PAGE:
Artifact Details


Widrow, Bernard oral history

Catalog Number







Fortier, James, Videographer
Hodge, Shayne, Interviewer
Widrow, Bernard, Interviewee


Computer History Museum

Place of Publication

Mountain View, California


33 p.

Copyright Holder

Computer History Museum


Bernard Widrow received S.B., S.M., and Sc.D. degrees in Electrical Engineering from the Massachusetts Institute of Technology in 1951, 1953, and 1956, respectively. He joined the MIT faculty in 1959 and moved to Stanford in 1959, where he is currently Professor of Electrical Engineering, Emeritus. He began research on adaptive filters, learning processes, and artificial neural models in 1957. Together with M.E. Hoff Jr., his first doctoral student at Stanford, he invented the LMS algorithm in the autumn of 1959, which underpins modern digital communications. He is a Life Fellow of the IEEE and a Fellow of AAAS. He was inducted into the National Academy of Engineering in 1995 and into the Silicon Valley Engineering Council Hall of Fame in 1999, among numerous other professional honors. He has won numerous other professional honors.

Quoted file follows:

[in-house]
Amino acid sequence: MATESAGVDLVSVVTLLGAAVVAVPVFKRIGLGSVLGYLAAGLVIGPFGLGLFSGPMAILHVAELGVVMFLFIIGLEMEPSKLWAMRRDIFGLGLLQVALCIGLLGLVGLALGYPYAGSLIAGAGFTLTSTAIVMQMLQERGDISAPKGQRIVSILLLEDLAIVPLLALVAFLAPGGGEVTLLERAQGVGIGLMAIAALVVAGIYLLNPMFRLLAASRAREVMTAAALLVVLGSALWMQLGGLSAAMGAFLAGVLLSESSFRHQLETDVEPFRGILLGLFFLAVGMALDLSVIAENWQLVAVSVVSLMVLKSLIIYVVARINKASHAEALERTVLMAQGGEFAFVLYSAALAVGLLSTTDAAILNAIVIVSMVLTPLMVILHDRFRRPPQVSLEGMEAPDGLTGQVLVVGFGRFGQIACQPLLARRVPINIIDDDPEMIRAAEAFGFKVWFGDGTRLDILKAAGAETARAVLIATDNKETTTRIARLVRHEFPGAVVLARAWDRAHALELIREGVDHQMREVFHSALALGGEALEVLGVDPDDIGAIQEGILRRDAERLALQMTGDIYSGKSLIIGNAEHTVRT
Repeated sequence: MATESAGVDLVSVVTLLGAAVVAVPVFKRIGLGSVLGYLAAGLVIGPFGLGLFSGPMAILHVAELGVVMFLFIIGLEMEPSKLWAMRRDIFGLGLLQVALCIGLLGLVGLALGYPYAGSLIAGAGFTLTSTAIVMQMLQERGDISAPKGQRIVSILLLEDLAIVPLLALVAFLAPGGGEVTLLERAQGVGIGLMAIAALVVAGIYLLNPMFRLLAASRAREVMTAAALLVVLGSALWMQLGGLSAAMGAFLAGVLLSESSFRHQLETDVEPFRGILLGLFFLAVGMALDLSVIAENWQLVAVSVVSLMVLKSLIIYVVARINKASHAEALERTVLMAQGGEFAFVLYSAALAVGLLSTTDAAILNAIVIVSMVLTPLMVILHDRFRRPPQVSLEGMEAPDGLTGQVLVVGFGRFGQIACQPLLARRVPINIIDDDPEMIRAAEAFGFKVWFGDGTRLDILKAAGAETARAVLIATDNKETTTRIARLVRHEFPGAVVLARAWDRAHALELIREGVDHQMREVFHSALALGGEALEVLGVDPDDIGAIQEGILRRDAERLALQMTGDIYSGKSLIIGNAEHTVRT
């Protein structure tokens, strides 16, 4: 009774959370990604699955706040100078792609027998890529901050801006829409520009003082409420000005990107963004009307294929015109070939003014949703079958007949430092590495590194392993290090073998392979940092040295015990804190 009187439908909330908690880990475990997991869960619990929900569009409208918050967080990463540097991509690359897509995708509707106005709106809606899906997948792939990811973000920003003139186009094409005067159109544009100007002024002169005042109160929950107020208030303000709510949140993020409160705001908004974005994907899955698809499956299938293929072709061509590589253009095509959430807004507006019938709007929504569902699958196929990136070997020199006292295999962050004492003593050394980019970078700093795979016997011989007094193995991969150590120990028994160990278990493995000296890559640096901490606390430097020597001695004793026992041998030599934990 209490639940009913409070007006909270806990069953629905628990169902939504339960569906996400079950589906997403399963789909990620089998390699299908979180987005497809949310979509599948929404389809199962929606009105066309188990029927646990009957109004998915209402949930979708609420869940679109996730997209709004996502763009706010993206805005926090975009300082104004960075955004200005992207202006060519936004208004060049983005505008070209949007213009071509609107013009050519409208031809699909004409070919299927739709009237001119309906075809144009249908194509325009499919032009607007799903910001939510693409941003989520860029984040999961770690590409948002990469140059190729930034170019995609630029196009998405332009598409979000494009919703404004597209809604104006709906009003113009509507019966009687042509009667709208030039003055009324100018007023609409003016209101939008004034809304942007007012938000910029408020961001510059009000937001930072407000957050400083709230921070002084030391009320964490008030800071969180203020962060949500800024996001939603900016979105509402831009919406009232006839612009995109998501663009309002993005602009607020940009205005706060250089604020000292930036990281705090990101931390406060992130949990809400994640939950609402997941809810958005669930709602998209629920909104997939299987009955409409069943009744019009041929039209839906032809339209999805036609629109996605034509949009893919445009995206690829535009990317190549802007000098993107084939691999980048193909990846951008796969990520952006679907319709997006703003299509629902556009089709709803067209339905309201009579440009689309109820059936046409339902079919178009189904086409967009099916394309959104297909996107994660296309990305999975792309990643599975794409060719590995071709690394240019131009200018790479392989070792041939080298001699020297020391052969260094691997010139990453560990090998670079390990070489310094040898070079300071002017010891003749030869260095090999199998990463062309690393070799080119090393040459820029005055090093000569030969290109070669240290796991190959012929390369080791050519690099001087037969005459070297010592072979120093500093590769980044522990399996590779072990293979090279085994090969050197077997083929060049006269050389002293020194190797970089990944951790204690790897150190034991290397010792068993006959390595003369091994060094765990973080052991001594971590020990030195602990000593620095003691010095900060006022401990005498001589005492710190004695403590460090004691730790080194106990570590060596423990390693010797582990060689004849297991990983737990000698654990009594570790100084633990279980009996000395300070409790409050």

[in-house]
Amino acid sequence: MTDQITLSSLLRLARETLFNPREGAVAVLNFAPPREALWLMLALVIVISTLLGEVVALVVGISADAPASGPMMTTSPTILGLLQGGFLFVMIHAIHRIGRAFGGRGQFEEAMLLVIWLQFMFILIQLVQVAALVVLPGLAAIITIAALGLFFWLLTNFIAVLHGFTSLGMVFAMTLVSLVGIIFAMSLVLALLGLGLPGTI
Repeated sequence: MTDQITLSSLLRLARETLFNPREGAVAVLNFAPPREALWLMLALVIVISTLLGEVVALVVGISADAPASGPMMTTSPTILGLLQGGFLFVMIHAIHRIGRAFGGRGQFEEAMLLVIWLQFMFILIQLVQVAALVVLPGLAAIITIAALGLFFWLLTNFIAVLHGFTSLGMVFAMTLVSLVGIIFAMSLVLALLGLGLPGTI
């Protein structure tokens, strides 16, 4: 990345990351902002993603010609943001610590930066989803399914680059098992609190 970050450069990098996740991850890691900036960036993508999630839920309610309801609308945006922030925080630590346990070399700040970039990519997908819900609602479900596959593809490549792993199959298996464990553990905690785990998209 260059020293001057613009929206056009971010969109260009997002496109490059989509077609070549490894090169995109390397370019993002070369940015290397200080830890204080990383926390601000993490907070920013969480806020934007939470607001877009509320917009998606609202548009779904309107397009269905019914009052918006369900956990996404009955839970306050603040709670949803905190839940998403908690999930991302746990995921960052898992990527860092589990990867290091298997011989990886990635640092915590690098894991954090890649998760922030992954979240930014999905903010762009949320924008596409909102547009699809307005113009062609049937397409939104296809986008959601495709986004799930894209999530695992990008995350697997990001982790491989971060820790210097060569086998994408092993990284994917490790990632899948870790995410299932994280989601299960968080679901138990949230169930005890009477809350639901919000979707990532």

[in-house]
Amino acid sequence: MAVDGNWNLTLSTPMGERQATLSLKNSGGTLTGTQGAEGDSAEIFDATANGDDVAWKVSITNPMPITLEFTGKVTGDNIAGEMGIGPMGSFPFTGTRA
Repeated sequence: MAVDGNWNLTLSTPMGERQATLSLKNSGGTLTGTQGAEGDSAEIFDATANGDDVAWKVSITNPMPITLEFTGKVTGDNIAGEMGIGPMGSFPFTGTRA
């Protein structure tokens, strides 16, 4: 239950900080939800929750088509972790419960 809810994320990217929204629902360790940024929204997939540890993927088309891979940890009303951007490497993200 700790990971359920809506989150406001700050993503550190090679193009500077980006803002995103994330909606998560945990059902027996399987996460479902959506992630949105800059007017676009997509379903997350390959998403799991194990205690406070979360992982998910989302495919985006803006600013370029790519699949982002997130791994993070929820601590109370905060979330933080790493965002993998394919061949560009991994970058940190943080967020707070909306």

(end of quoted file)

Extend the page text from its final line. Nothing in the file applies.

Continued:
In this interview, Dr. Widrow discusses his early life and how he got into engineering, designing core memory for the Whirlwind computer at MIT, coming to Silicon Valley in the late 1950's, and creating systems and algorithms that can learn. In addition, he discusses his memories of Norbert Wiener, his work with M.E. (Ted) Hoff Jr., the creation of the ADALINE neural network, adaptive antenna systems, and his current work on integrating memory with learning.




semiconductor history; Least mean squares; Whirlwind computer; Core memory; Hoff, M. (Ted); Shockley, William; Signal Processing; Stanford University; Massachusetts Institute of Technology (MIT); adaptive learning; Artificial intelligence (AI)

Collection Title

Oral history collection

Lot Number